CHATTANOOGA, TENN. — UAW leaders on Friday said they will review all of their legal options and consider challenging the results of a devastating defeat in an election for union representation at Volkswagen's plant in Chattanooga.
Workers at the German automakers plant voted against the UAW in a three-day election that ended Friday in a margin of 712-626.
UAW President Bob King sharply criticized Tennessee politicians who he said scared workers away from voting in favor of union representation. Going into the election, the UAW thought it had support from a majority of the more than 1,500 workers who had an opportunity to vote.
That support began to decline in recent days, mostly because of news conferences held by the state's political leaders who warned that a vote in favor of the UAW would make the state less attractive to other manufacturers and could jeopardize Volkswagen's plans to expand its factory there.
"We also are outraged by the outside interference in this election. It's never happened before that a U.S. senator, a governor and a leader of the House of Representatives threatened the company and threatened the workers" during a union election, King said Friday night shortly after the votes.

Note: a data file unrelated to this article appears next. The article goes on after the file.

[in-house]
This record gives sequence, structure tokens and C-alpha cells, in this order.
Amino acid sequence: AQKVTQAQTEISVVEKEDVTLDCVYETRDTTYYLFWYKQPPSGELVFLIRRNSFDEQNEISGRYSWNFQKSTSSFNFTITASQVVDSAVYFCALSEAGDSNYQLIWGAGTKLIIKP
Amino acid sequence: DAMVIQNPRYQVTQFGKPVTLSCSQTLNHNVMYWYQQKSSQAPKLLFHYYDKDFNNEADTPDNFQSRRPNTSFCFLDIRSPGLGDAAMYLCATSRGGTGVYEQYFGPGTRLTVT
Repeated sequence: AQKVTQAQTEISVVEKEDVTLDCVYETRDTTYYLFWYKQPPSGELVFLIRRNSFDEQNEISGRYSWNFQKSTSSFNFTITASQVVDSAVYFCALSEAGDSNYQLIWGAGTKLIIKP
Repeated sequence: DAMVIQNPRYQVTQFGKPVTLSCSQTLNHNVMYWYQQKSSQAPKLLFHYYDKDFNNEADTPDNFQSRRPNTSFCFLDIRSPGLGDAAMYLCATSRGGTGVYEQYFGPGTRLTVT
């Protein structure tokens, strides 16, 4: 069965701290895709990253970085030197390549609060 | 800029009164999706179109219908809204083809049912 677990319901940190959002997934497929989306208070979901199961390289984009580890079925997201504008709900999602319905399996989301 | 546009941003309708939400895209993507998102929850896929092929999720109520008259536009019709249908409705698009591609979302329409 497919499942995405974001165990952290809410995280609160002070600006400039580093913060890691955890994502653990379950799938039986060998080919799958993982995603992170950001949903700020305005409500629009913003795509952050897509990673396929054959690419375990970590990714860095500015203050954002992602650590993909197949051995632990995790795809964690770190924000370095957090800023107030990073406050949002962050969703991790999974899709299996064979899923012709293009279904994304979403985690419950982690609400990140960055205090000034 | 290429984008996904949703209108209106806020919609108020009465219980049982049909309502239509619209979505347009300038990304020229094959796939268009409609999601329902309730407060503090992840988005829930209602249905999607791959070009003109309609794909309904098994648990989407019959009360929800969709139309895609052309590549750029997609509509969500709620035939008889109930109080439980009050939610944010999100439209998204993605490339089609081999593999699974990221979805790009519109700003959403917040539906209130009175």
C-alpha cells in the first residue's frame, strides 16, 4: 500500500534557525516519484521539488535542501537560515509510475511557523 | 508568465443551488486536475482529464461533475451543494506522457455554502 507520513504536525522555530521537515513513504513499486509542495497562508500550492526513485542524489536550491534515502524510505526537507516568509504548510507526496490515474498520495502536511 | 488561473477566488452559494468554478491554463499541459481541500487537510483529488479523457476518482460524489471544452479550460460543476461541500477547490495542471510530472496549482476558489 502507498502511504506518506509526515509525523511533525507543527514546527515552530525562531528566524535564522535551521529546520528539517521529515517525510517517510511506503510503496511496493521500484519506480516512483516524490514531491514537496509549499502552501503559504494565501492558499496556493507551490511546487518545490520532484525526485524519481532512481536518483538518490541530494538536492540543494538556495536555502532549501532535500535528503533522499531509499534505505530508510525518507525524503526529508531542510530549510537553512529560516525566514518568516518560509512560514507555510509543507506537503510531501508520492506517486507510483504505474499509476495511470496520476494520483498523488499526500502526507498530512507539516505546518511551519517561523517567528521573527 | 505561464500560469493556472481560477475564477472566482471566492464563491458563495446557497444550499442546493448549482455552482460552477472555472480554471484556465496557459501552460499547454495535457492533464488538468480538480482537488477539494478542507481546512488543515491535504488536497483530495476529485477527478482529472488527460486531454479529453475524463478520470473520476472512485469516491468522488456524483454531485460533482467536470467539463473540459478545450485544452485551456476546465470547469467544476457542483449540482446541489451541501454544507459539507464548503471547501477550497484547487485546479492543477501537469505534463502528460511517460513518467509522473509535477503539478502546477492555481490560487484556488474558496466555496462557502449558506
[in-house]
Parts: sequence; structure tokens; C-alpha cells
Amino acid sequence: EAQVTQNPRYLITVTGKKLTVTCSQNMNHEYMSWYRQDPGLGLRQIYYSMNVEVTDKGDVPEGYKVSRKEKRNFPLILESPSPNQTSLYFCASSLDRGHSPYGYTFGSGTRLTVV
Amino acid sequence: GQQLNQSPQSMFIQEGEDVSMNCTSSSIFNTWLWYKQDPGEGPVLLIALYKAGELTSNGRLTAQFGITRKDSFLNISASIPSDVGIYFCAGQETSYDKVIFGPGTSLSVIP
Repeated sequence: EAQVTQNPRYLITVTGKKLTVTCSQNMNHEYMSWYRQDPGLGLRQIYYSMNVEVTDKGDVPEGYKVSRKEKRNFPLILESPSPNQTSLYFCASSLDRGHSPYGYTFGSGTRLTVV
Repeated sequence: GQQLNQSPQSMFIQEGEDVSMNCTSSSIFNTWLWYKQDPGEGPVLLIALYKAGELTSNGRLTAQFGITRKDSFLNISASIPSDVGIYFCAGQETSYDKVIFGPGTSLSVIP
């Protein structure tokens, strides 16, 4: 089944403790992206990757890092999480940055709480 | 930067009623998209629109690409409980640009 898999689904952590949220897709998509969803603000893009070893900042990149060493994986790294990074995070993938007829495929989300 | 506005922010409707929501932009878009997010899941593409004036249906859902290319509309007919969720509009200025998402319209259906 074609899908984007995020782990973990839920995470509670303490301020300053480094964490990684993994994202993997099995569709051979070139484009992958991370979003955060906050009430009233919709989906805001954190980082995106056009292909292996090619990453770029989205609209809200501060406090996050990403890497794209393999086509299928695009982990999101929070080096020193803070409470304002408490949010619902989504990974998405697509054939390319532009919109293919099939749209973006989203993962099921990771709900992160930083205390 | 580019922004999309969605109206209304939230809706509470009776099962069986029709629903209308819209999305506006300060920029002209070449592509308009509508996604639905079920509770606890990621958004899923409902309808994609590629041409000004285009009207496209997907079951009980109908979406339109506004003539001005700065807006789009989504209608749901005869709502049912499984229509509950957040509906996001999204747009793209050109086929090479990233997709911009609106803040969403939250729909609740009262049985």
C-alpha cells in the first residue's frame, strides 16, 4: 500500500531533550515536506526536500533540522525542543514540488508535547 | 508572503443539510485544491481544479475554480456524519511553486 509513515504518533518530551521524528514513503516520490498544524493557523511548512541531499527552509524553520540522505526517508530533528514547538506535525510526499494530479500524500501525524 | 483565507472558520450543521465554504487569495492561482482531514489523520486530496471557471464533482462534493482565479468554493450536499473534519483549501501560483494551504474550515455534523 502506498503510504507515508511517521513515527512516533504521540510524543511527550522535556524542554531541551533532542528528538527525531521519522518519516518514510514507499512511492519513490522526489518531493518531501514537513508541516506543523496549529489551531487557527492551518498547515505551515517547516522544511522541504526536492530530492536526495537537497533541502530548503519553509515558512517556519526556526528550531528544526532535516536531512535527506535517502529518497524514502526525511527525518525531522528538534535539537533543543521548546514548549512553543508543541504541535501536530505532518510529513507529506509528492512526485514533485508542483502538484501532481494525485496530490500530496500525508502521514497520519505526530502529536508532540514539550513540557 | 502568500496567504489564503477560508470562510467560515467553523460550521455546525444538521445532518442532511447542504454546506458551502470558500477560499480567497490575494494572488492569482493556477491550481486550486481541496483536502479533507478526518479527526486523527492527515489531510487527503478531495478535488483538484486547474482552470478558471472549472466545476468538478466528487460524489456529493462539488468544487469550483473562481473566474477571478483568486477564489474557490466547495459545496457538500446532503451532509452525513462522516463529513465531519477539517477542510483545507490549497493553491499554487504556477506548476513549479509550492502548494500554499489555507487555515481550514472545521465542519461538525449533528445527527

The election at the Chattanooga plant was the best opportunity the UAW has had in years to organize an assembly plant in the South owned by a German or Asian automaker, and the loss is widely viewed as a major setback for the union's organizing strategy in the South.
King tried to downplay the significance.
"I think it's a temporary setback," King said.
Dennis Williams, who is secretary-treasurer of the UAW and the union's nominee for president, said sometimes it takes more than one try to successfully organize a company.
"We're not leaving Chattanooga," said Williams, who likely will be elected to a four-year term as president in June. "It took seven years to organize Ford, and I will be around for at least another five."